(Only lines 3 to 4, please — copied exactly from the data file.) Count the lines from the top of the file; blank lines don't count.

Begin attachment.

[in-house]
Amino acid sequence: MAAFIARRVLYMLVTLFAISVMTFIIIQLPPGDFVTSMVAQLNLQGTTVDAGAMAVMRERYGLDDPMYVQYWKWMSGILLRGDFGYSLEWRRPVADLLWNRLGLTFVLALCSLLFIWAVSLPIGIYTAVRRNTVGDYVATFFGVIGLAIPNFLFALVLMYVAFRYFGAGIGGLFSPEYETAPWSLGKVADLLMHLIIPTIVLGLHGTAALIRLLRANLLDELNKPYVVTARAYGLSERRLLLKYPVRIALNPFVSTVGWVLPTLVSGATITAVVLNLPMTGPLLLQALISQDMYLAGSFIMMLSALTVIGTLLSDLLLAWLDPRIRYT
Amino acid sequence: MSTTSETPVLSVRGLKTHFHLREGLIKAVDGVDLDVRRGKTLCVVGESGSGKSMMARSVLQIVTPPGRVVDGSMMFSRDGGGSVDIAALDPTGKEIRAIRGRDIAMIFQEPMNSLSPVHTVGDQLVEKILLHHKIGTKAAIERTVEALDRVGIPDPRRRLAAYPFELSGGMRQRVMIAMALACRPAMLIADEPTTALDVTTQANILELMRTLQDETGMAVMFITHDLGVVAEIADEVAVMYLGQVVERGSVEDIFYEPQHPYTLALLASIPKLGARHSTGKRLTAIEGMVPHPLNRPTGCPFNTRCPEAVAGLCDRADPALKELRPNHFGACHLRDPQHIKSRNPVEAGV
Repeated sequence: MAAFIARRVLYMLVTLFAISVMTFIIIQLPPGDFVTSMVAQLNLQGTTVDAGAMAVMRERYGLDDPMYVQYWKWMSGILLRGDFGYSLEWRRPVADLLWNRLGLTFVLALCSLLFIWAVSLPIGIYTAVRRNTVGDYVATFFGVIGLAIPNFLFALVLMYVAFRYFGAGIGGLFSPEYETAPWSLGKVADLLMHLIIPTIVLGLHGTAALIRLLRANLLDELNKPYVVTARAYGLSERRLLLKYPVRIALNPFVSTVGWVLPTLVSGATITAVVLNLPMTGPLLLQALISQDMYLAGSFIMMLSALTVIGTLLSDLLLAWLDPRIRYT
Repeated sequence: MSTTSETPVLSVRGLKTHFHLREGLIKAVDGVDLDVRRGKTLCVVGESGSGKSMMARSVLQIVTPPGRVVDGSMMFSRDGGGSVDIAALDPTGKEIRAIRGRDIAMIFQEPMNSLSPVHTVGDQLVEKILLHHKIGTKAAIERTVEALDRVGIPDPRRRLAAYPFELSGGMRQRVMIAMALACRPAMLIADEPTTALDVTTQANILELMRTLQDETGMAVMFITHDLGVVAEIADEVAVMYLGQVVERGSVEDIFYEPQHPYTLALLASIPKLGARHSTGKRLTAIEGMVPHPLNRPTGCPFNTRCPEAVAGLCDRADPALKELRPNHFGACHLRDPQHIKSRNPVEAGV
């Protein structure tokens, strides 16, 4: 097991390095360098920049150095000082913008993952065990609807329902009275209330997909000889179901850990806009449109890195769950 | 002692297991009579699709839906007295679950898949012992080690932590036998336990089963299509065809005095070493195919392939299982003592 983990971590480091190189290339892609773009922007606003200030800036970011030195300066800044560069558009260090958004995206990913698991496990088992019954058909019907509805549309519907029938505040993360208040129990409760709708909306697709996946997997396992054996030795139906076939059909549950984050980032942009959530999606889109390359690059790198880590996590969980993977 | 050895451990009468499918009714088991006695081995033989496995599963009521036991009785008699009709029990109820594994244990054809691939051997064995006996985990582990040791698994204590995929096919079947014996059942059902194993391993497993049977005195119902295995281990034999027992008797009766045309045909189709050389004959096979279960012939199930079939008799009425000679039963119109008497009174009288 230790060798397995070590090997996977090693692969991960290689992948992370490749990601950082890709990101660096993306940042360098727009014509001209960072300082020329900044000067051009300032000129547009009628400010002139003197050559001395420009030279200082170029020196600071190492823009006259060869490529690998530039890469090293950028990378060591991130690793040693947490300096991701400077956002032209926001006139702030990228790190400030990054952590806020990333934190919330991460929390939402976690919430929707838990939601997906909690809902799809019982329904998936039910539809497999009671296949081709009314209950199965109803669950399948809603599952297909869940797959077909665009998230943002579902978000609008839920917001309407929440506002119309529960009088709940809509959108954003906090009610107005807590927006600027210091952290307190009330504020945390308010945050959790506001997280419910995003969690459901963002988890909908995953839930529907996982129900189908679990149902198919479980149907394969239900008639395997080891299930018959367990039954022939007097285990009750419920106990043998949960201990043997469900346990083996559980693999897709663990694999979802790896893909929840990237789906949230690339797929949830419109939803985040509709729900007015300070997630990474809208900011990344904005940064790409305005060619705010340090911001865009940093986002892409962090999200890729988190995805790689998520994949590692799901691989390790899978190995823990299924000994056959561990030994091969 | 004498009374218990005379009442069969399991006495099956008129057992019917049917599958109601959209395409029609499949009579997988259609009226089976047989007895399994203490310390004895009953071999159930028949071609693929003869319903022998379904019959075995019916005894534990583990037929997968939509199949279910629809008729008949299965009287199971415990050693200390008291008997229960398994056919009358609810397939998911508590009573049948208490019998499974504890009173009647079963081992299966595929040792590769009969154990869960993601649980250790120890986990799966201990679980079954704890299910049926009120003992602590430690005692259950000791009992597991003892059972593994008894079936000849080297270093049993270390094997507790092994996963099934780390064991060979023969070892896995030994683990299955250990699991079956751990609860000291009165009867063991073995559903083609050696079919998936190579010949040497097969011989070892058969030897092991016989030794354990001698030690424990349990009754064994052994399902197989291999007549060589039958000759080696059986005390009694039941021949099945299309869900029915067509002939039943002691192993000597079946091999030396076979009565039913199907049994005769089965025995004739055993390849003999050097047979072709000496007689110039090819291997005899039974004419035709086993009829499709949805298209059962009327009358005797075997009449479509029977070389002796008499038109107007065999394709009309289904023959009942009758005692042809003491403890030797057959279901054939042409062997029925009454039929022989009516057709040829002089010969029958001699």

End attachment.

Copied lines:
Amino acid sequence: MSTTSETPVLSVRGLKTHFHLREGLIKAVDGVDLDVRRGKTLCVVGESGSGKSMMARSVLQIVTPPGRVVDGSMMFSRDGGGSVDIAALDPTGKEIRAIRGRDIAMIFQEPMNSLSPVHTVGDQLVEKILLHHKIGTKAAIERTVEALDRVGIPDPRRRLAAYPFELSGGMRQRVMIAMALACRPAMLIADEPTTALDVTTQANILELMRTLQDETGMAVMFITHDLGVVAEIADEVAVMYLGQVVERGSVEDIFYEPQHPYTLALLASIPKLGARHSTGKRLTAIEGMVPHPLNRPTGCPFNTRCPEAVAGLCDRADPALKELRPNHFGACHLRDPQHIKSRNPVEAGV
Repeated sequence: MAAFIARRVLYMLVTLFAISVMTFIIIQLPPGDFVTSMVAQLNLQGTTVDAGAMAVMRERYGLDDPMYVQYWKWMSGILLRGDFGYSLEWRRPVADLLWNRLGLTFVLALCSLLFIWAVSLPIGIYTAVRRNTVGDYVATFFGVIGLAIPNFLFALVLMYVAFRYFGAGIGGLFSPEYETAPWSLGKVADLLMHLIIPTIVLGLHGTAALIRLLRANLLDELNKPYVVTARAYGLSERRLLLKYPVRIALNPFVSTVGWVLPTLVSGATITAVVLNLPMTGPLLLQALISQDMYLAGSFIMMLSALTVIGTLLSDLLLAWLDPRIRYT